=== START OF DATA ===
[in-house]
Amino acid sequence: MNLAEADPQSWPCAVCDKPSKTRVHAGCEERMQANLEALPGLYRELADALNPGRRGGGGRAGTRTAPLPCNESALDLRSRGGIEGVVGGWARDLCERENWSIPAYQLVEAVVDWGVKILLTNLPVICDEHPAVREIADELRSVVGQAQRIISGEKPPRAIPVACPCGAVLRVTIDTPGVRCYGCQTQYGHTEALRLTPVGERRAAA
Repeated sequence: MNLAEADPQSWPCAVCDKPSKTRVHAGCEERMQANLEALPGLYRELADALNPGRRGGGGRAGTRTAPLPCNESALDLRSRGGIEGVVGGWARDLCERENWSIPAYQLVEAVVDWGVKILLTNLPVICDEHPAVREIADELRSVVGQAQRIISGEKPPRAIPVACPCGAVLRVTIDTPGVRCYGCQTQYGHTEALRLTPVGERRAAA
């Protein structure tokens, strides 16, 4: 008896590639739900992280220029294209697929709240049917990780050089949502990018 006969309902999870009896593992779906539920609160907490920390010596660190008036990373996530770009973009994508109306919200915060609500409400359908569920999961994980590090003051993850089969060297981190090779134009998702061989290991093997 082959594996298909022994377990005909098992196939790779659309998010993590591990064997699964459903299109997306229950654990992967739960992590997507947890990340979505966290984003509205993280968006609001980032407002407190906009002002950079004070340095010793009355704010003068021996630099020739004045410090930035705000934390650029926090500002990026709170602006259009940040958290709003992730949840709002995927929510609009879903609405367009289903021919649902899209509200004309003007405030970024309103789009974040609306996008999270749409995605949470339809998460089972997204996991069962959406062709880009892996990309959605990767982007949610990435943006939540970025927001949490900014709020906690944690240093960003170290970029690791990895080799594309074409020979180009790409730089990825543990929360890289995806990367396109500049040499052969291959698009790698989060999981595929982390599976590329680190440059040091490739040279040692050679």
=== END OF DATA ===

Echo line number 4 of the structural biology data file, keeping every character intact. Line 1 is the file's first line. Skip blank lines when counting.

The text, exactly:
């Protein structure tokens, strides 16, 4: 008896590639739900992280220029294209697929709240049917990780050089949502990018 006969309902999870009896593992779906539920609160907490920390010596660190008036990373996530770009973009994508109306919200915060609500409400359908569920999961994980590090003051993850089969060297981190090779134009998702061989290991093997 082959594996298909022994377990005909098992196939790779659309998010993590591990064997699964459903299109997306229950654990992967739960992590997507947890990340979505966290984003509205993280968006609001980032407002407190906009002002950079004070340095010793009355704010003068021996630099020739004045410090930035705000934390650029926090500002990026709170602006259009940040958290709003992730949840709002995927929510609009879903609405367009289903021919649902899209509200004309003007405030970024309103789009974040609306996008999270749409995605949470339809998460089972997204996991069962959406062709880009892996990309959605990767982007949610990435943006939540970025927001949490900014709020906690944690240093960003170290970029690791990895080799594309074409020979180009790409730089990825543990929360890289995806990367396109500049040499052969291959698009790698989060999981595929982390599976590329680190440059040091490739040279040692050679």